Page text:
Disarmingly Simple

by Dustin Davis, Spiritual Formation Team 

He said to them, ‘Take nothing for your journey, no staff, nor bag, nor bread, nor money—not even an extra tunic.’” Luke 9:3 NRSV

While I was packing for a recent trip these tough words from Jesus floated into my mind.    But how could I take nothing with me?  That seemed simply impossible.  (The irony of that phrase is not lost on me.)  My imagination fill with “what if” scenarios as I was picking from my clothes and shoes and books to take.  What if it was going to be cold?  What if it rained?  What if I was invited out to eat and the clothes I had weren’t appropriate?  What if I needed to reference a certain author or idea I had read?  Although I’ve gotten better at packing I still tend to overpack and struggle with the burden of carrying too much on my journey.

Richard Rohr was the first person I heard say that the gospel message is so simple it’s disarming.  Read that one more time.  Yes, love of God and love of neighbor is a message so simple that it almost takes us by surprise.  In our complex and increasingly complicated world where we are so accustomed to striving, achieving, earning, calculating, and navigating, it has become hard to accept that something, especially love, can be given and received so freely.

We tend to overcomplicate most aspects of our lives, because our cultural norms tell us that bigger is better and more means more.  Our relationships, our consumer habits, our connection with the planet, and even our church lives deserve our closer attention during this time of asking about what matters most.  This also includes, of course, our spiritual lives.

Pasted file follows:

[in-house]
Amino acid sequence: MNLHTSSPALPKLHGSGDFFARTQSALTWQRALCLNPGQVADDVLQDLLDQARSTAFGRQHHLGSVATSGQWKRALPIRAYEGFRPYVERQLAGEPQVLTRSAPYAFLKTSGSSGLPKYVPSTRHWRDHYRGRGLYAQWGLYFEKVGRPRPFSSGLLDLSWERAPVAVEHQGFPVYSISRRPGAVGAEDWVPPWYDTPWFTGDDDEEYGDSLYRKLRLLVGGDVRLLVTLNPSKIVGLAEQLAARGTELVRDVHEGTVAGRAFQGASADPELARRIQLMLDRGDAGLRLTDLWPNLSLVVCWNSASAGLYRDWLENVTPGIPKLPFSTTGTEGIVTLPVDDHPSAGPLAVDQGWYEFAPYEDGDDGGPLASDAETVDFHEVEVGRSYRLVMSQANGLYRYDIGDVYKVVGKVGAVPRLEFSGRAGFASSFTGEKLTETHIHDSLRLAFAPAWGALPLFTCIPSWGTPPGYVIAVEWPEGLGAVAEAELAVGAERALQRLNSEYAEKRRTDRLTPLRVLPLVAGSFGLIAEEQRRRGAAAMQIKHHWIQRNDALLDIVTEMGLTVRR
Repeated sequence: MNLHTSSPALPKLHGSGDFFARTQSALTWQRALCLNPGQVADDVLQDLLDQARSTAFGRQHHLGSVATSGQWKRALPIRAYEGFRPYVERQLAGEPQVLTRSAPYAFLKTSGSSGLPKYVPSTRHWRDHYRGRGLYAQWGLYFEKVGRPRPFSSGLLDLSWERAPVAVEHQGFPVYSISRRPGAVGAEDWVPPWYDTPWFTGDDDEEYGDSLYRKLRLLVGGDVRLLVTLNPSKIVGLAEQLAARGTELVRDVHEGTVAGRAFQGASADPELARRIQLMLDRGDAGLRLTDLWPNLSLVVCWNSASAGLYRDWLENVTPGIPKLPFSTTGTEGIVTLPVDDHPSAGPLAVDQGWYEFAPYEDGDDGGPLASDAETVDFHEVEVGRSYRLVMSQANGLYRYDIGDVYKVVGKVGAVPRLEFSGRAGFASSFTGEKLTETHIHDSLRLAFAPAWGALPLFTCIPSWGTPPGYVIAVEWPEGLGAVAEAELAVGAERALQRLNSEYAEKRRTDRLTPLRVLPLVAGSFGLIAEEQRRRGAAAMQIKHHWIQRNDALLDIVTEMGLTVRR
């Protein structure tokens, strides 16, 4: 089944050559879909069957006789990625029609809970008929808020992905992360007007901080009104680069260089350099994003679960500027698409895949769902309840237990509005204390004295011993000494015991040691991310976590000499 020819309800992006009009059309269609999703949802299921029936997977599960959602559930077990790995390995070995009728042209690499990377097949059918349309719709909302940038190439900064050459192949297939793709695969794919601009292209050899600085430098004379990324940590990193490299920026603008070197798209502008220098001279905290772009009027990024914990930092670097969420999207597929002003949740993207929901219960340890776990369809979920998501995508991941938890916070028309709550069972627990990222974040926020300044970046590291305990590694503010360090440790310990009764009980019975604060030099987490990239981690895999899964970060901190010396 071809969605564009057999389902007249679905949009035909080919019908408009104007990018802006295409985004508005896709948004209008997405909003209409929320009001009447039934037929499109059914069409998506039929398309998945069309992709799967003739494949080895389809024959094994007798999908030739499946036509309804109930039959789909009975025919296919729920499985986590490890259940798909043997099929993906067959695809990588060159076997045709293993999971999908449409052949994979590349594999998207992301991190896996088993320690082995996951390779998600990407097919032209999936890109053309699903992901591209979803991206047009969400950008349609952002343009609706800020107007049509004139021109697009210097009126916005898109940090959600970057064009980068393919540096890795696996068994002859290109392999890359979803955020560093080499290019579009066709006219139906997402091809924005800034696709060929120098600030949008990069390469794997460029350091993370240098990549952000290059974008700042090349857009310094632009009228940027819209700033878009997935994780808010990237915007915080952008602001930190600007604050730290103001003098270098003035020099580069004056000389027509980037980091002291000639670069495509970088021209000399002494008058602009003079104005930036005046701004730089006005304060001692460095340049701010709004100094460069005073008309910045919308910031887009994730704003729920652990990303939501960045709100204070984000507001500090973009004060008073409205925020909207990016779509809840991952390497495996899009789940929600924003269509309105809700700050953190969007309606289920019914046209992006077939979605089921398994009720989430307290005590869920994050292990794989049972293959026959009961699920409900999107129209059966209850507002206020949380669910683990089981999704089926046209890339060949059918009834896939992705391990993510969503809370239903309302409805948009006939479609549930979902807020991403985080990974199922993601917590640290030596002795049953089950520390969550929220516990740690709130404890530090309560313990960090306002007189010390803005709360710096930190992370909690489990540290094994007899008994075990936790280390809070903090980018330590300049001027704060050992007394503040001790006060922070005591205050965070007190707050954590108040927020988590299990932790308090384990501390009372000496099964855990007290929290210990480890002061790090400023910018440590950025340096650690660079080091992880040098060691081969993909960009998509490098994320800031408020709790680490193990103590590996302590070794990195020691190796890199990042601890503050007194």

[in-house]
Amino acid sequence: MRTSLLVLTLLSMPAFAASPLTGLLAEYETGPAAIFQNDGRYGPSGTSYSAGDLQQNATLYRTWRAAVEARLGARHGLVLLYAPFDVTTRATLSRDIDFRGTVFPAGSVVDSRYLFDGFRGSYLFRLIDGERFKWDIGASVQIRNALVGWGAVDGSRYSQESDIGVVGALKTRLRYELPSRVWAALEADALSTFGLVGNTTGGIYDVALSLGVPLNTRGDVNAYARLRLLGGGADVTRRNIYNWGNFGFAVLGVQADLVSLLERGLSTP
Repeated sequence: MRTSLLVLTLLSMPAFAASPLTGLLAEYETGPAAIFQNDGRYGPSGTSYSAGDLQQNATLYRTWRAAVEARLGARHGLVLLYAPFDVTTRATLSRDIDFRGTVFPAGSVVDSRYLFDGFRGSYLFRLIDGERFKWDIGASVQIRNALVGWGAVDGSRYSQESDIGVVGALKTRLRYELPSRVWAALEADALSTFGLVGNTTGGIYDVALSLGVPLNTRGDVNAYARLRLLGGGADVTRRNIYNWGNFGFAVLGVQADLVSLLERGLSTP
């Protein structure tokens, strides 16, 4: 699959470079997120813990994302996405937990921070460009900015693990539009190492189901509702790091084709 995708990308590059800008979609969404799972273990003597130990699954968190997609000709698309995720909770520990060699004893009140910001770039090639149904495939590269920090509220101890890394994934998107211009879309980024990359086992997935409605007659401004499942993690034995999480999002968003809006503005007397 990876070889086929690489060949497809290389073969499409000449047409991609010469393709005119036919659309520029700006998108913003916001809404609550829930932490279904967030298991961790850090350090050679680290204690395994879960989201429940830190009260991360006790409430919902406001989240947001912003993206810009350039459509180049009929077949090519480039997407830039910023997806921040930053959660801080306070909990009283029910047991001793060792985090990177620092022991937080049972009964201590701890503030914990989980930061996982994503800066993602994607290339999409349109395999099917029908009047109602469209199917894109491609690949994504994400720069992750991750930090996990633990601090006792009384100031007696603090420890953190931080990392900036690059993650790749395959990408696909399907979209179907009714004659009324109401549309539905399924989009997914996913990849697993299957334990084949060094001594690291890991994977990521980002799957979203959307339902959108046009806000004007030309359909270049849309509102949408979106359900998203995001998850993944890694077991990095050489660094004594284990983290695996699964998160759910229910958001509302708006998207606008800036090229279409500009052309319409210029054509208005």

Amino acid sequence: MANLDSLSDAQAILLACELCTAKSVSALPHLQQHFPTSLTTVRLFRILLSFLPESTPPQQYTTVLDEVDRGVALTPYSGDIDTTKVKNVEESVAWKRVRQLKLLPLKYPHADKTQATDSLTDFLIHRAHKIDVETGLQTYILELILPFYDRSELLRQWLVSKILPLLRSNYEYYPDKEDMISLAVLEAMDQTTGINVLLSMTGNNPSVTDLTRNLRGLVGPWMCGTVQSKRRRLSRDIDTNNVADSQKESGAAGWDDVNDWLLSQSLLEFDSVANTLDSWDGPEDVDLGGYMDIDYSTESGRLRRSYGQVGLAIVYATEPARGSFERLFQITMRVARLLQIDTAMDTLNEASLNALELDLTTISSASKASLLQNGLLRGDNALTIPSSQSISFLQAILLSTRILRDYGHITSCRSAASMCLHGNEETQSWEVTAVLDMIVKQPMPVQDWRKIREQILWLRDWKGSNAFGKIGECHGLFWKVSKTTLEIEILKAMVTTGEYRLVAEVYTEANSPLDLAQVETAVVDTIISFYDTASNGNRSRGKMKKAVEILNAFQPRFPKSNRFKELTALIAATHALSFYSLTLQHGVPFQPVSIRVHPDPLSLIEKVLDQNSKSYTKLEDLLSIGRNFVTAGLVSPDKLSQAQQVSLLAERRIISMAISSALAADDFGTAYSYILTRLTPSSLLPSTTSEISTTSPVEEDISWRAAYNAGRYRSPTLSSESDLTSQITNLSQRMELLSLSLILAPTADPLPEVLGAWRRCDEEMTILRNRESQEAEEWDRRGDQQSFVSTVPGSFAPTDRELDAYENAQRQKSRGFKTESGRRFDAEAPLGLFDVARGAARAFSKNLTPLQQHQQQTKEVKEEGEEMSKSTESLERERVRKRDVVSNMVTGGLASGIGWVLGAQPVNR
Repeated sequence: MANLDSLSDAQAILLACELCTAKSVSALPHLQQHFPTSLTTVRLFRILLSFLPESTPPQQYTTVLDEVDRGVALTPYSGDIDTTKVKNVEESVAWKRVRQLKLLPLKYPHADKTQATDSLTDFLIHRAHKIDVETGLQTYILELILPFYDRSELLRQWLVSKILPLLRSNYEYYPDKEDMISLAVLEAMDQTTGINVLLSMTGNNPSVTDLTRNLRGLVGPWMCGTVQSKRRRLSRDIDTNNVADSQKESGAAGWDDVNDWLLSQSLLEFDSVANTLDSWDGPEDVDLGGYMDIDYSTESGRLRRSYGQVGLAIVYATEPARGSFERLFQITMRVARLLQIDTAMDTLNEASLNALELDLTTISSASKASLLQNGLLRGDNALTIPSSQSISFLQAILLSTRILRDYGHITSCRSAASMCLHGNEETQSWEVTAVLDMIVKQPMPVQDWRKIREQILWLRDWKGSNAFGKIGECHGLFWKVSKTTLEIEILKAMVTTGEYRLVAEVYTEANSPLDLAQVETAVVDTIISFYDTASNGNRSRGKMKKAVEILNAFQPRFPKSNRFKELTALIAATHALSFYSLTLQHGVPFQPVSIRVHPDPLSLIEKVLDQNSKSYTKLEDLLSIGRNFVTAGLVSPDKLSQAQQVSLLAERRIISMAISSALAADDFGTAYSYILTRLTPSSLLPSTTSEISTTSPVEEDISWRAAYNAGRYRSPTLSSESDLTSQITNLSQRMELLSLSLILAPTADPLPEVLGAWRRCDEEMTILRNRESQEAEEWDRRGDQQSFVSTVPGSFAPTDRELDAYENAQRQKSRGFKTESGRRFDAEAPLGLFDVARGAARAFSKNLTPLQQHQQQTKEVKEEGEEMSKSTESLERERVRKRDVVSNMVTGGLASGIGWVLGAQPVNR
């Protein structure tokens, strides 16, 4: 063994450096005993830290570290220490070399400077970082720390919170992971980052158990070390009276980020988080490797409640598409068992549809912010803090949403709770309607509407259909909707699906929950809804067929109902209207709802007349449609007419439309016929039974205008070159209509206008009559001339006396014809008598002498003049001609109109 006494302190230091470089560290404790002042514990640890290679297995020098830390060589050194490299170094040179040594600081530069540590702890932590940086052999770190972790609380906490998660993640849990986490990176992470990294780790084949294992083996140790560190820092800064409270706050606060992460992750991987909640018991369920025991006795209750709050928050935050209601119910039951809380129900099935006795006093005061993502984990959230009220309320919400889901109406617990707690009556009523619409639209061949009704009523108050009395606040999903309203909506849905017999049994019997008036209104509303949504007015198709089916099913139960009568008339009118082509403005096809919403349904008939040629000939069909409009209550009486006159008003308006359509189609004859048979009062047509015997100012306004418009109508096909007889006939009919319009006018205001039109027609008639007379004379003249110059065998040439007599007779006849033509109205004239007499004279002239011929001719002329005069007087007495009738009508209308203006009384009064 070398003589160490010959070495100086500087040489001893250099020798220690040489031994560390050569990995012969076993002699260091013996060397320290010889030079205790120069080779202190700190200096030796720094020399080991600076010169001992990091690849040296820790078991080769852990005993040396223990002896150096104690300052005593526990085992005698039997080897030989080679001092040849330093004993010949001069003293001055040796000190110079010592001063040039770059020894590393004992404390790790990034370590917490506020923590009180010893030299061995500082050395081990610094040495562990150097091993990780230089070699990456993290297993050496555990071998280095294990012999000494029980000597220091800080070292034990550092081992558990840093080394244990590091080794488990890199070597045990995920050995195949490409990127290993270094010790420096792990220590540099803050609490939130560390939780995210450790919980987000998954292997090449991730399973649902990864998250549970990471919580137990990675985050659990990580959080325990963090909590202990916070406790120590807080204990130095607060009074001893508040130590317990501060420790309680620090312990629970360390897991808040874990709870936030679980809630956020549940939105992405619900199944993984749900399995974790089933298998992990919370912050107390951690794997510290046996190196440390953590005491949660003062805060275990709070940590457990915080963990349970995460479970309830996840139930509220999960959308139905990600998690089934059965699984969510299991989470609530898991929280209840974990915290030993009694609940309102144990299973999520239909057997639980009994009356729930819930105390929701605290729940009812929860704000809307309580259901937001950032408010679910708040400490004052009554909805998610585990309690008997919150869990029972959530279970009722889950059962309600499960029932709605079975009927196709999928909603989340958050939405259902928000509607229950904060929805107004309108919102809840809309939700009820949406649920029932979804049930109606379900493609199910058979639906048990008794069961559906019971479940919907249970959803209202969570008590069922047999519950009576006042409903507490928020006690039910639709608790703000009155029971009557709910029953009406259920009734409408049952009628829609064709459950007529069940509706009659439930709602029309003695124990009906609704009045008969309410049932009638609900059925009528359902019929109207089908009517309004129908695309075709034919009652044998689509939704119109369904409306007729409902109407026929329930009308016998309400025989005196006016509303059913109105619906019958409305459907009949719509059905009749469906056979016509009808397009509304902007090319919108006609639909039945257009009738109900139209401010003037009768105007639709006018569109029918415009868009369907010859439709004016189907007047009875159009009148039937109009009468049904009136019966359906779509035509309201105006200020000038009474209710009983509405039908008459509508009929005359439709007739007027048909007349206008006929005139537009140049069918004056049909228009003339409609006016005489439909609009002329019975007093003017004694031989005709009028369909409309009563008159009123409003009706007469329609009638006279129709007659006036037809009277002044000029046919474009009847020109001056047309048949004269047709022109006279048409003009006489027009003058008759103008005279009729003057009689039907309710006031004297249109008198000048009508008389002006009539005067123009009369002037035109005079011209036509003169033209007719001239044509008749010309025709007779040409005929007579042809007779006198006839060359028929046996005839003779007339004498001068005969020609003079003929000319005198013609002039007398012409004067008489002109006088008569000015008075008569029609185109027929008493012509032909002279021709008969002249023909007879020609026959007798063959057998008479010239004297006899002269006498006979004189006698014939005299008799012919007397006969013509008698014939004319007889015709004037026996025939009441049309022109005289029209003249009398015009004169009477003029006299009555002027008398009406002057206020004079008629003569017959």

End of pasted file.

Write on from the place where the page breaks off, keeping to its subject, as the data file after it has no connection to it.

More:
The call to simplicity in our spiritual lives is not an easy one to follow, I believe, because it forces us to confront our individualistic illusions of self-sufficiency. In his book called Eager to Love about St. Francis of Assisi and Franciscan spirituality, Rohr says, “In terms of spirituality, as in good art, less is usually more.  Or, to put it another way, small is beautiful.  Only by continually choosing a philosophy of ‘less’ that is willing to wait for God’s ‘more,’ will we grow and transform, since we have then learned to be taught by smallness and ordinariness…[Francis] rebuilt the spiritual life on ‘love alone,’ and let go of the lower-level needs of social esteem, security, self-image, and manufacturing of persona.”

That love alone can sustain our spiritual lives is the truth I think Jesus was getting at – and the truth that Frances was able to live – when he told his disciples to take nothing with them for their journey.  You see, only when we are willing to set aside what we have strived for and achieved can we come to rely solely on God’s generosity and the generosity of others.  And it is precisely this unearned generosity that teaches us grace, which then frees us to receive God’s unconditional love.

The willingness to shed a few things, to live more simply, and to rely more heavily on God’s generosity so that our journey may be less arduous and cumbersome may be painful at first.  But consider this possibility: What if what frightens us the most is actually an invitation to something new?  What if the painful and the difficult is a path to resurrection?  What if the blessings of less help us discover the more of God that we know is coming not just on Easter morning but that fills every moment?  What if it’s really that simple?